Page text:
“My first International – I still have it. I purchased it when I was 18, working at Calamity Janes, washing dishes. I was fortunate enough to buy it from a guy who worked for my Uncle Tom at Vanport Mill in Boring, and I went to school with his son, Tony. They were nice enough to let me make payments! A grand total of $850. My poor Scout went through Tony’s high school abuse and then went through my 20’s with me. I still drive it a couple few times a week and truly enjoy the misery of driving it lol.” – reclaimed_desigens
“The Scout that started it all for me. The orange one was a friends. Was odd, like something an old man would take fishing… Then I saw it go through the woods on bald car tires and I had to have one. Saved up all summer so I could get the red one. Not only the first Scout, but first vehicle. I think I’ve owned over 50, most parts trucks” – cumminskiller
“I bought Project Crusty the 1967 International 1200b when I was 19. It was my second truck, she was running and driving when I bought her. She had too much rust to pass inspection and she just sat for a while until this past fall when I started tearing her down and working on her in all my free time.” – crusty_rustys_restoration
“It belonged to my coworker’s brother, who passed away. His widow was going to junk it. It’s a 2WD 80 converted to 4×4, has a 283 and a bunch of 800 interior pieces. Also has a Malibu steering column and bucket seats. It started me down a path that saw 10+ 80s and 800s wind up at my house. I have that original one, a ’62 and a ’63 parts rig, plus enough parts to build another one!” – mugfors
And last, but not least (but because it contained the most pics and gave me a great ending to this post)…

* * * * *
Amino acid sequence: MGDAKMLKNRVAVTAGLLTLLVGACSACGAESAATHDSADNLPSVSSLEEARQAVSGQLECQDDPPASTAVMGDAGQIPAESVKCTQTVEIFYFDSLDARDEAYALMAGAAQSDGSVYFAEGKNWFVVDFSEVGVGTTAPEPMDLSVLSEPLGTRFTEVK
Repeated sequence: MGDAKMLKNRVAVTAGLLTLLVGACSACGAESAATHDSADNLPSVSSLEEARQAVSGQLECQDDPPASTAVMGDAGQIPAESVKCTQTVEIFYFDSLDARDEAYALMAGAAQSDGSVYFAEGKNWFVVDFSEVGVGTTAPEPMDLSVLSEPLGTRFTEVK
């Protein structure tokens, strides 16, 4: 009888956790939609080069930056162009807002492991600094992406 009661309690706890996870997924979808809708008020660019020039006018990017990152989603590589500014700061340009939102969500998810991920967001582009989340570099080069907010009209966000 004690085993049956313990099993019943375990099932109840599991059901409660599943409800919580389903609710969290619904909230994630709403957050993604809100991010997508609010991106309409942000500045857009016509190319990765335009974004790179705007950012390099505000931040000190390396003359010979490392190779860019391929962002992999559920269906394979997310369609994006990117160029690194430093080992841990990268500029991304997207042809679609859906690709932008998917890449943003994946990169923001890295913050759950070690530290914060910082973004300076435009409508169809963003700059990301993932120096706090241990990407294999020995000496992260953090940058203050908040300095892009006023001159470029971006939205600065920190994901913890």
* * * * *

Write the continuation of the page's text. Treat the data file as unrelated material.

“My first IH truck memory is riding in this A160 with my grandpa driving and ‘helping’ put up silage. Loved watching out the back window when dumping and seeing if we got stuck.
I wasn’t born when that picture was taken, but I still have the truck. In fact, this spring I bought a “twin” parts truck for my A160.
My dad on the 560 with a hired man driving the truck. I barely remember that tractor.
My great grandpa had the local IHC dealership and this is how we ended up with so many IHC pieces of equipment.
Back in the 80’s we rented a neighbor’s combine and my dad, brother, hired man and myself covered a lot of ground. My first memory of driving a combine.
We were rolling large with a 1480, 1460, our 1700 Loadstar and, of course, the A160.
My Dad with our ’62 C110. We still have it, but not quite in this good of shape lol.
I finally bought my very first IH truck last fall. A ’49 KB2 off of the original owner’s son.
I could go on and on, but you’re already likely sorry you asked for memories”
Of course, I told him I was definitely NOT sorry I asked and thanked him for sharing, to which he replied…
“I’ve only recently admitted to myself that I have an IH problem, I think it’s hereditary” – jeff__elder
Well, Jeff, it looks like you’re in great company here. I’m so thankful to all of you who shared and to all of you who read all the way through our longest blog to date 🙂
Until next time…